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“At the end of the day, we can endure much more than we think we can.”

-Frida Kahlo (1907-1954)

This papercut is a part of the Women’s Wisdom Project, a project focused on showcasing the wisdom of inspiring, insightful women by making 100 papercut portraits.

Written by Anna Brones

July 6, 2019 at 14:55

In the Footsteps of Creative Women

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I’ve always been drawn to the Southwest. Perhaps it’s because there are so many stark contrasts to my native Pacific Northwest. Lush, wet greens replaced by dusty pinks, light and dryness instead of wet grays. The reasons that I love the landscapes of the Pacific Northwest are also what drive me to seek out places elsewhere, not because I am trying to replace them, but because I am so inspired by the differences to be found elsewhere.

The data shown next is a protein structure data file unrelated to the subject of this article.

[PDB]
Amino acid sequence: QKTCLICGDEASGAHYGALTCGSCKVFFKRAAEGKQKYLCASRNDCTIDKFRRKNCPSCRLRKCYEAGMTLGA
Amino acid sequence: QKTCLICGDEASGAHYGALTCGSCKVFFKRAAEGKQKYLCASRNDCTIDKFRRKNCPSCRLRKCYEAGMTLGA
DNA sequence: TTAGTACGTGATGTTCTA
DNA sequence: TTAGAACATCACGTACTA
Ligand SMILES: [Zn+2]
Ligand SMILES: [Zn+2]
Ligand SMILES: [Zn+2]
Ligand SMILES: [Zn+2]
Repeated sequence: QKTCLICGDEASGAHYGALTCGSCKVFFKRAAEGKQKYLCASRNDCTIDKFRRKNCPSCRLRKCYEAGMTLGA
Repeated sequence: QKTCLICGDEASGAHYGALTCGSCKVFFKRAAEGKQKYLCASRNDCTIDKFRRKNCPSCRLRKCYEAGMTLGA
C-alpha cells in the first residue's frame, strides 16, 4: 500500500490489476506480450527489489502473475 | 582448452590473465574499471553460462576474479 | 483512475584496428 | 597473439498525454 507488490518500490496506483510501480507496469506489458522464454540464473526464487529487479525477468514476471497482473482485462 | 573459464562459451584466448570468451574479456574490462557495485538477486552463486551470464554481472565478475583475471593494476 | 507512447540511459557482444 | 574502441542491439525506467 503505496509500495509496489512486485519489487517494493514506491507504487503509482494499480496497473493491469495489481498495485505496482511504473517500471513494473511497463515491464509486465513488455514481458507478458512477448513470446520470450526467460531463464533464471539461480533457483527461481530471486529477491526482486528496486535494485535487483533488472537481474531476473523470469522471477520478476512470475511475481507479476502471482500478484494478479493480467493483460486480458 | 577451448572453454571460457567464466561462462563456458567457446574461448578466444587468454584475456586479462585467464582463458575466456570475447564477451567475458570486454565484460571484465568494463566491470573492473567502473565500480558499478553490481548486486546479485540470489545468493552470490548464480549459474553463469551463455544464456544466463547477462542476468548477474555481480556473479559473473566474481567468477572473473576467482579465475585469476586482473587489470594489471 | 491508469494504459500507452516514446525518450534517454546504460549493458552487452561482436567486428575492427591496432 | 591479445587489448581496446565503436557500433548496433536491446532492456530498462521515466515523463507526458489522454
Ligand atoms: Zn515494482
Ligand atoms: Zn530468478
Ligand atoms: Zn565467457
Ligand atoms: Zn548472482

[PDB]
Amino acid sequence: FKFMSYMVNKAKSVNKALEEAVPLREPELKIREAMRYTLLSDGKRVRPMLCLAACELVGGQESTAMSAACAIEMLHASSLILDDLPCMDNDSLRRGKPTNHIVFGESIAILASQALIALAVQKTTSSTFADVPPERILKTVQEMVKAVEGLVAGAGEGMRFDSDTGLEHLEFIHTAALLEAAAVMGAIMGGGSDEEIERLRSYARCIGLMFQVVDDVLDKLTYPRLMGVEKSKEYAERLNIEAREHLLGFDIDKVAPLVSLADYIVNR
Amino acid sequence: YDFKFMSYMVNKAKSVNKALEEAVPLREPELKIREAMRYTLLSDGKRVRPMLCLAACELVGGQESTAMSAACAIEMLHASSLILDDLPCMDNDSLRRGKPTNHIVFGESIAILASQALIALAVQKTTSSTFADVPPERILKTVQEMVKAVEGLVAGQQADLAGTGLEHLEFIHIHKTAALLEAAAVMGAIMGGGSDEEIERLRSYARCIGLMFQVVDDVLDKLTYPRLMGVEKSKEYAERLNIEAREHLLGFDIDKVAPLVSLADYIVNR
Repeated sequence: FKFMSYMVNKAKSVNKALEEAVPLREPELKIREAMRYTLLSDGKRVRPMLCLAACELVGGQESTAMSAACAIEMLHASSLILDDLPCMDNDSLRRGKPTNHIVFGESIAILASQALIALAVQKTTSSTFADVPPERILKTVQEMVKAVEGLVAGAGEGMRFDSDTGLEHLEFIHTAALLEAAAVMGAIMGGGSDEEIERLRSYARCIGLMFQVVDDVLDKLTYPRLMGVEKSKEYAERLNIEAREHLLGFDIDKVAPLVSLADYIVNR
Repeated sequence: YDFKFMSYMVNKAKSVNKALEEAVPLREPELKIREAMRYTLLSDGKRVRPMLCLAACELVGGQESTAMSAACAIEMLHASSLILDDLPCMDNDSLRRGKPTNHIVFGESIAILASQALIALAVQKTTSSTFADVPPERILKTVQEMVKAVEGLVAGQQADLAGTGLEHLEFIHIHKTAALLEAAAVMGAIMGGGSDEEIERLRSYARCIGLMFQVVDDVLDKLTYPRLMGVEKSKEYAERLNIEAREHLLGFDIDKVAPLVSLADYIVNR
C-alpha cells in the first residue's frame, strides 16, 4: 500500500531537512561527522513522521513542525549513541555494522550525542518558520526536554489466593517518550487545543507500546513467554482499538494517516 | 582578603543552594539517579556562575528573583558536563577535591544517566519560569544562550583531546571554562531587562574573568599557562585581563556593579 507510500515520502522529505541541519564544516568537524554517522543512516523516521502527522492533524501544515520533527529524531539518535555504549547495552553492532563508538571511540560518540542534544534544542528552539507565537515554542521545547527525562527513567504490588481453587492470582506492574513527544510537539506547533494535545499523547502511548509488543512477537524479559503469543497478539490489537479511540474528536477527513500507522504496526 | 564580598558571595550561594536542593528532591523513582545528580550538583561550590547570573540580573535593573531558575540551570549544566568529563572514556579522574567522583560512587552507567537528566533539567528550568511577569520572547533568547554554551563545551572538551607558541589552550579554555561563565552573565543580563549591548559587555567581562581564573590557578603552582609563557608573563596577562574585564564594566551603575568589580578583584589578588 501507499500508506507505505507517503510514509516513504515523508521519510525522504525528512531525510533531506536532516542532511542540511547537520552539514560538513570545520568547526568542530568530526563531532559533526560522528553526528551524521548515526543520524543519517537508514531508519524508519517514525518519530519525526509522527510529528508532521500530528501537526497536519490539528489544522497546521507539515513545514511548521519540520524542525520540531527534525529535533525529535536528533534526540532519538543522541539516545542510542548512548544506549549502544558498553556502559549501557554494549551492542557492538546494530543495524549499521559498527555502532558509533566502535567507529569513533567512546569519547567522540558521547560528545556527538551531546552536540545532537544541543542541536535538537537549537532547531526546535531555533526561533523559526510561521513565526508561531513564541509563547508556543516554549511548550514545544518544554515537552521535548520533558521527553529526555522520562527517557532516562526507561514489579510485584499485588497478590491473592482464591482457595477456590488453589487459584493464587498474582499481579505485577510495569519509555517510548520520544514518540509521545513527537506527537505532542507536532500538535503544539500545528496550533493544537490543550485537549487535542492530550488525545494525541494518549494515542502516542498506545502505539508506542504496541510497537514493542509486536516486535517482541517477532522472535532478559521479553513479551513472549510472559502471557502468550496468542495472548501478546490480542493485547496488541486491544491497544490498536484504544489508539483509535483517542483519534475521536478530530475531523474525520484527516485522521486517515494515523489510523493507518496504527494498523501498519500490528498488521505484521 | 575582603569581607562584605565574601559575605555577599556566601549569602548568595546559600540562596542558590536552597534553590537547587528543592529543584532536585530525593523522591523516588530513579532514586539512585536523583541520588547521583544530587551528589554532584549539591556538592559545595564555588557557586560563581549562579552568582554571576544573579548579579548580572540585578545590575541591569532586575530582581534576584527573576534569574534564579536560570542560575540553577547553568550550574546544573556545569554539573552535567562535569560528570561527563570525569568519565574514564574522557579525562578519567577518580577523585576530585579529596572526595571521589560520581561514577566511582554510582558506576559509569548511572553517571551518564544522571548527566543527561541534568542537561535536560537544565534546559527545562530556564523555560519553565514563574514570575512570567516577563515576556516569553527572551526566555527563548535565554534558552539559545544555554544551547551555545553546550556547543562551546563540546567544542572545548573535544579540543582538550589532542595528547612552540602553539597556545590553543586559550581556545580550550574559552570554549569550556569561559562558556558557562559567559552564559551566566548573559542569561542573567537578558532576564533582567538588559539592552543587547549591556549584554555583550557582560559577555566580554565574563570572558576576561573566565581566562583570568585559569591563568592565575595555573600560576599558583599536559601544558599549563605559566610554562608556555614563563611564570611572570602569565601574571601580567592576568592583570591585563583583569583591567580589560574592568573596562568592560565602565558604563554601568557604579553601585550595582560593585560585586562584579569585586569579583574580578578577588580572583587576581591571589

The colors of the sky, intense and dusty all at the same time. The smell of sage brought out by the heat of the sun. That feeling of the desert resonates with me, even though I’ve never lived there, and perhaps never will.

I am not the only one to have drawn inspiration from that landscape.

“I found out that the sunshine in New Mexico could do almost anything with one: make one well if one felt ill, or change a dark mood and lighten it. It entered into one’s deepest places and melted the thick, slow densities. It made one feel good. That is, alive.”

That’s a quote from Mabel Dodge Luhan, a woman with a colorful history who in the early 1900s made her way to Taos, New Mexico. She fell in love with Antonio Luhan, a Taos Pueblo Indian, and eventually they bought a plot of land and built a house on it. It started as a four-room adobe, but expanded to seventeen rooms, the Luhans wanting to create a space that was inviting to those with a creative spirit.

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Written by Anna Brones

February 19, 2018 at 07:32